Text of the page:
Regulatory haze obscures UK Pfandbrief issues
HBOS has become the first UK issuer to sell covered bonds in Europe, in a deal that looks set to create a new market. Will that promise be undone by regulators unsure of the law on risk weightings for such deals? Michael Evans reports
A deal by HBOS last month signalled the birth of a UK market in covered bonds. Now all eyes are on regulators to clear up confusion about the capital that bank investors should hold against investments in these deals.
The €3 billion issue is the first time a UK bank has tapped demand for covered bonds from institutional investors in Europe that have been buying German Pfandbriefe for years. But the bond is risk weighted at 20% - twice the figure for an equivalent German deal - so banks that buy it must hold $1.6 million in reserve for every $100 million invested.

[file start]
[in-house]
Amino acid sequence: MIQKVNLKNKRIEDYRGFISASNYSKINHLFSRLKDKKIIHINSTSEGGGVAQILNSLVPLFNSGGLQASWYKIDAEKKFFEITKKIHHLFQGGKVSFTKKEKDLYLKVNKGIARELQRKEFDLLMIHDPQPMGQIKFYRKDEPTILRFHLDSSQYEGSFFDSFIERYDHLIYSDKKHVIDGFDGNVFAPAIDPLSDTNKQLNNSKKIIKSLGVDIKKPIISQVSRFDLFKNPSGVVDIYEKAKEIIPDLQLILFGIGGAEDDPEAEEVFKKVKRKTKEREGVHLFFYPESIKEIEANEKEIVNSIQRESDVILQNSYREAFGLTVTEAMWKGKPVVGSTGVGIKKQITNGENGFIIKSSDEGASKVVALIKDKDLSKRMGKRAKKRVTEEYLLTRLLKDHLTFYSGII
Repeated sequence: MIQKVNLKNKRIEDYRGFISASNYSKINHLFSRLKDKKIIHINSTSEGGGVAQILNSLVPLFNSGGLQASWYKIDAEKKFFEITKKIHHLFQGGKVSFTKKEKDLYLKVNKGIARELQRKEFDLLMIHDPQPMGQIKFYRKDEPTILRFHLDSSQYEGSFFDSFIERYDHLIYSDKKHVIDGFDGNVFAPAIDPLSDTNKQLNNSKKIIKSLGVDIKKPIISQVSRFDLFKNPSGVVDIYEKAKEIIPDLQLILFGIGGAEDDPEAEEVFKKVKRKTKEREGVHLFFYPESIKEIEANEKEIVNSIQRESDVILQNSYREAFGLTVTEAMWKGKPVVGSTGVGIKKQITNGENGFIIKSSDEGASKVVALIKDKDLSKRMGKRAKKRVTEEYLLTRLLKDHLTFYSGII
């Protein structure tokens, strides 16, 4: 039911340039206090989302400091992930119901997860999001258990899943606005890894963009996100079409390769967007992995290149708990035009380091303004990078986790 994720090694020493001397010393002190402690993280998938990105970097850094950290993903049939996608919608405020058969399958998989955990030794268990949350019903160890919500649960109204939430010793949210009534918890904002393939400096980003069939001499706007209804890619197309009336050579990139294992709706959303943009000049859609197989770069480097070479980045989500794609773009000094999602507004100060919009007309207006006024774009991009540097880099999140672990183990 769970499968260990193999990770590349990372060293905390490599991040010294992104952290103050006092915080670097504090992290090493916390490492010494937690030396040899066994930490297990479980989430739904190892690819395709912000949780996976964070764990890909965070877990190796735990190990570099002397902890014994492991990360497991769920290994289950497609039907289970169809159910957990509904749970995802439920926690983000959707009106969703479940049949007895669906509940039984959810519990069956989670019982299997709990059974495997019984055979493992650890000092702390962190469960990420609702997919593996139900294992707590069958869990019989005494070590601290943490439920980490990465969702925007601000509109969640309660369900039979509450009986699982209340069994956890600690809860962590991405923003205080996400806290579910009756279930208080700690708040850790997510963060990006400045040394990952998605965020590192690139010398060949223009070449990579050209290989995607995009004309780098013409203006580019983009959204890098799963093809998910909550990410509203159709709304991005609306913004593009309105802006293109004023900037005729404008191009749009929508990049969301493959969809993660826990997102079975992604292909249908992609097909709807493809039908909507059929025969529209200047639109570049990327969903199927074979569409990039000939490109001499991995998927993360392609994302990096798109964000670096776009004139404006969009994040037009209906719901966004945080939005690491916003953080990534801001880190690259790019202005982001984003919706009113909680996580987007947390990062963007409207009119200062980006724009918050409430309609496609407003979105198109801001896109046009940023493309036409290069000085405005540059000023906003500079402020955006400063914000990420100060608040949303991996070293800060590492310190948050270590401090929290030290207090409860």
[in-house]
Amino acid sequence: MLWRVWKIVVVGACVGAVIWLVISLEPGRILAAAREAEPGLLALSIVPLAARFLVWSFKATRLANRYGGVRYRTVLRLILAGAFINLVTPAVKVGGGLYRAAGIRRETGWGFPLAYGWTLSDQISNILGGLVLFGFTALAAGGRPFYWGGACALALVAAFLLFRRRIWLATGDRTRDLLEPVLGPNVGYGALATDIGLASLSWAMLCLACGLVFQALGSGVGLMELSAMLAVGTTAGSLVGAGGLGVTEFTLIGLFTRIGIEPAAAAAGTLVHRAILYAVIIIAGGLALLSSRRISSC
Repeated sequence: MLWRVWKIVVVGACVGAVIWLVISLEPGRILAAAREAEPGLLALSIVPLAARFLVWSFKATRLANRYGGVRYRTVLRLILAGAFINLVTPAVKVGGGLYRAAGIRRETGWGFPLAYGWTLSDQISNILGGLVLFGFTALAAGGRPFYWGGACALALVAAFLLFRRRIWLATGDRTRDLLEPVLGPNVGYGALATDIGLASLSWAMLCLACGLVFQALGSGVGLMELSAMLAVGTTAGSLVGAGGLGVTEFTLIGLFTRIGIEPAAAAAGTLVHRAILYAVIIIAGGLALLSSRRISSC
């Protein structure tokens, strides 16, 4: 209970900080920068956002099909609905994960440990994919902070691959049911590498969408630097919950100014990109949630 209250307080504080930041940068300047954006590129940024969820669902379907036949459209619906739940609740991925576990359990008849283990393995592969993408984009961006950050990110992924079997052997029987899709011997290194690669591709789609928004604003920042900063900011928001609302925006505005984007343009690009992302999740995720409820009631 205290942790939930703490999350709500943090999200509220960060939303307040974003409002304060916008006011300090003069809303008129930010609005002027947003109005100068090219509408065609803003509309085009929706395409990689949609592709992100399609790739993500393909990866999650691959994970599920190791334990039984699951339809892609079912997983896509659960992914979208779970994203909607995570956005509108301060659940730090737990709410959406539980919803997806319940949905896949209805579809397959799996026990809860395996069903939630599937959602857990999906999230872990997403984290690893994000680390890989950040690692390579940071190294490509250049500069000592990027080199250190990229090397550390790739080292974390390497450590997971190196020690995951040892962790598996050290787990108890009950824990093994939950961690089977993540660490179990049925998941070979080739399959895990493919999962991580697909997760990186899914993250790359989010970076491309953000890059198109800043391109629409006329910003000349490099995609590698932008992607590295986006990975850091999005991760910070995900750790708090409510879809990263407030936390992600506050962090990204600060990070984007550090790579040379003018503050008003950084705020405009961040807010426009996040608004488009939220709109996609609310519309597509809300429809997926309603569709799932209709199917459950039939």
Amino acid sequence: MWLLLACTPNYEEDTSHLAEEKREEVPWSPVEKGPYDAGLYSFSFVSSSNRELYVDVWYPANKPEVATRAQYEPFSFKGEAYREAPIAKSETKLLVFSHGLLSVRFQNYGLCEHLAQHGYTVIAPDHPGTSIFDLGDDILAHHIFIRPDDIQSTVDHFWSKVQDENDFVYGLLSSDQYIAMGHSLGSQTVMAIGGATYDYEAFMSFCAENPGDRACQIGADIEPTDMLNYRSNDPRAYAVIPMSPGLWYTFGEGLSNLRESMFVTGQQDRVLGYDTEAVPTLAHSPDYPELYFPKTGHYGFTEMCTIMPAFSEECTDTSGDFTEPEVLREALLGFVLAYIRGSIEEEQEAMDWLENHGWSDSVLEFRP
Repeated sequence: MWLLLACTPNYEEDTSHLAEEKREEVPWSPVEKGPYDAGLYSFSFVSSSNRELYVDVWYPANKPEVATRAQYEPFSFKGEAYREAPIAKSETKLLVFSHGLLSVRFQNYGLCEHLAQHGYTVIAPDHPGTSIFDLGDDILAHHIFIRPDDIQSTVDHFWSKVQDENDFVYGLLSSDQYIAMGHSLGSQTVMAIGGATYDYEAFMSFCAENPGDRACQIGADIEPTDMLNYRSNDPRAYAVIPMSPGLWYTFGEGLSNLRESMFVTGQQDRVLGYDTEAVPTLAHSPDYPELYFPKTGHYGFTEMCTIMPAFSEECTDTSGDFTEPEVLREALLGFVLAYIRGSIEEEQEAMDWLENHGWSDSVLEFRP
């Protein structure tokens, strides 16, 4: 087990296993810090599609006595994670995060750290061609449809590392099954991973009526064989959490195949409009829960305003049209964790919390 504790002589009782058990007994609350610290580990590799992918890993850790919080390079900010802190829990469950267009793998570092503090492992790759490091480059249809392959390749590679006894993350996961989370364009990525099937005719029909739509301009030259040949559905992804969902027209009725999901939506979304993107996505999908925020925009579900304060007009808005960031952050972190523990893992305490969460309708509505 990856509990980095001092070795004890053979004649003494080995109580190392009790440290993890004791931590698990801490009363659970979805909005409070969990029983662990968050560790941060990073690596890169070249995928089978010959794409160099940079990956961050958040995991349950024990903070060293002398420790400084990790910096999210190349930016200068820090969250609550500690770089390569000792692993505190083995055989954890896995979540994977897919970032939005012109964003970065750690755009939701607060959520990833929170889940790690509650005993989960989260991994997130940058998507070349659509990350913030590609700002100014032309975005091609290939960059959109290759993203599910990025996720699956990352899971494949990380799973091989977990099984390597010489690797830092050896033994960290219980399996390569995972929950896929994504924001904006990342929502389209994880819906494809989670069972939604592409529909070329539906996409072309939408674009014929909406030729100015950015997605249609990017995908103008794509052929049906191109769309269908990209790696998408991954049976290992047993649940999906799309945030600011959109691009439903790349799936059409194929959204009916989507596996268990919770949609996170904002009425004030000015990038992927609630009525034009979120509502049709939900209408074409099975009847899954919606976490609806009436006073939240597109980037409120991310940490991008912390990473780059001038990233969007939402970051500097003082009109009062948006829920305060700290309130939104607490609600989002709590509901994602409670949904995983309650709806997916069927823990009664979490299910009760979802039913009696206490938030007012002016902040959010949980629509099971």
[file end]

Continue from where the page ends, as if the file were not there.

The lawyers that put the HBOS issue together say regulators should have granted it the same risk weighting used elsewhere in Europe. But even they admit there is no legal basis for this because of uncertainty about European Commission rules.
The UK's Financial Services Authority says it stands by its weighting, but might change it in future. "If more banks start to use this structure and it becomes effectively a UK Pfandbrief, it is possible we'll look at the risk weightings. But we'd have to do so in the context of the new Basle Accord," says FSA spokesman David Eacott.